Ecology, behavior, impact, and an integrated pest management strategy for the orangestriped oakworm, Anisota Senatoria (J. E. Smith), in the urban landscape

dc.contributor.authorCoffelt, Mark Alanen
dc.contributor.committeechairSchultz, Peter B.en
dc.contributor.committeememberKok, Loke T.en
dc.contributor.committeememberPienkowski, Robert L.en
dc.contributor.committeememberFell, Richard D.en
dc.contributor.committeememberStipes, R. Jayen
dc.description.abstractThe biology of Anisota senatoria J. E. Smith (Lepidoptera: Saturniidae) was examined through ecological studies of within-tree distribution and dispersion, and the influence of a tree growth regulator on development and survival. Biological characteristics examined egg mass size and development, pheromone attraction, response to blacklight traps, adult emergence, laboratory development, pupal mortality and comparison of first versus second generation development time, fecundity and amount of infestation. Within-tree distribution of life stages showed significant differences between low (1.7-3.6 min height), middle (3.7-5.5 m) and high (5.6-7.6 m) strata. Dispersion indices generated from Taylor’s power law showed aggregation was greatest among early instars, followed by third instars and late instars. A fixed level precision sampling plan was developed based on the number of eggs and early instars present in low strata. The tree growth regulator paclobutrazol significantly reduced Q. Phellos L., willow oak, growth, especially one and two years posttreatment. One year posttreatment, paclobutrazol treatments significantly slowed development and decreased survival of early instars, but the opposite relationship was found with late instars. Behavior studies showed that increased A. senatoria survival occurred with increased group size. Laboratory and field experiments revealed critical group sizes for survival of 1-3 larvae and between 25-50 larvae. Anisota senatoria defoliation impact and frass were measured. Growth and root starch were significantly reduced with increased defoliation in Quercus palustris Muench., pin oak, but Q. phellos root starch was not reduced. Reduction in starch content in Q. palustris may have been related to additional stress factors. Landscape fabrics were a reliable sampling method for frass. Frass was used as a method for differentiating larval instars and predicted defoliatioonf Q. palustris. An integrated pest management (IPM) program was developed that included information on native parasites, host plant preference, a citizen survey, and aesthetic indicators. Four egg parasite species including an Aprostocetus new species, five larval parasites and eight hyperparasites were collected. Host plant preference experiments indicated that Q. alba L., white oak, was least preferred by A. senatoria. A citizen survey provided a framework for designing an IPM program. Monitoring and establishing an aesthetic injury level of 25% defoliation decreased pesticide volume without an attendant increase in damage. The number of egg masses (threshold) that caused 25% defoliation ranged from one to nine.en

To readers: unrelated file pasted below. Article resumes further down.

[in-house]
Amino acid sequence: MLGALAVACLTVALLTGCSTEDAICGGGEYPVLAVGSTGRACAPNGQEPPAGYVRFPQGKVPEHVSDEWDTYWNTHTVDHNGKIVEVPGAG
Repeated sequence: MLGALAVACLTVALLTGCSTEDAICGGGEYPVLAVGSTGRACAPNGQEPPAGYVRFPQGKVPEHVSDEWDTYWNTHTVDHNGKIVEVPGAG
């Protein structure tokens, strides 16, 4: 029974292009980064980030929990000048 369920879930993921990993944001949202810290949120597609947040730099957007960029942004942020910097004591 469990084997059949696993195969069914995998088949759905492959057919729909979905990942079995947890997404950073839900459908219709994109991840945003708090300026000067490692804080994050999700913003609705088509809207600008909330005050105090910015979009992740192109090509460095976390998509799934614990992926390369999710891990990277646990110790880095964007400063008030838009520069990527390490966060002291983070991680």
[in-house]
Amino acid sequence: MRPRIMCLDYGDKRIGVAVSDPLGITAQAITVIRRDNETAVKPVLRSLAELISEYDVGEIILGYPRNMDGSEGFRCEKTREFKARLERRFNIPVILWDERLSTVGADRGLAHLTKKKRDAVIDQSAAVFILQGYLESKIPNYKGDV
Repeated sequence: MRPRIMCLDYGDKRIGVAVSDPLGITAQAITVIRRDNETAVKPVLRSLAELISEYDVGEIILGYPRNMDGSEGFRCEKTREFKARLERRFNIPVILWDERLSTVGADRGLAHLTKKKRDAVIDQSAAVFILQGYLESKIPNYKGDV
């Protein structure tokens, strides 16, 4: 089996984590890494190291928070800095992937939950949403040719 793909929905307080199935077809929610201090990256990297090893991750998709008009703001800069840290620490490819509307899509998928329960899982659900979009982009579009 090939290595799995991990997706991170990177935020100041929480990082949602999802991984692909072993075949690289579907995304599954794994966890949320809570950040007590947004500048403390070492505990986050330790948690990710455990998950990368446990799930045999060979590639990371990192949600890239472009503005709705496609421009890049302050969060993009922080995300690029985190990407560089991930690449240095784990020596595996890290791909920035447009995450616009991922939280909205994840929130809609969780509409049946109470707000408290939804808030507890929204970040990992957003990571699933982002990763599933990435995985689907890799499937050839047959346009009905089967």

dc.description.degreePh. D.en
dc.format.extentxii, 276 leavesen
dc.publisherVirginia Techen
dc.relation.isformatofOCLC# 26353781en
dc.rightsIn Copyrighten
dc.subject.lccLD5655.V856 1992.C633en
dc.subject.lcshOakworm -- Ecologyen
dc.subject.lcshPests -- Integrated controlen
dc.titleEcology, behavior, impact, and an integrated pest management strategy for the orangestriped oakworm, Anisota Senatoria (J. E. Smith), in the urban landscapeen
dc.type.dcmitypeTexten Polytechnic Institute and State Universityen D.en


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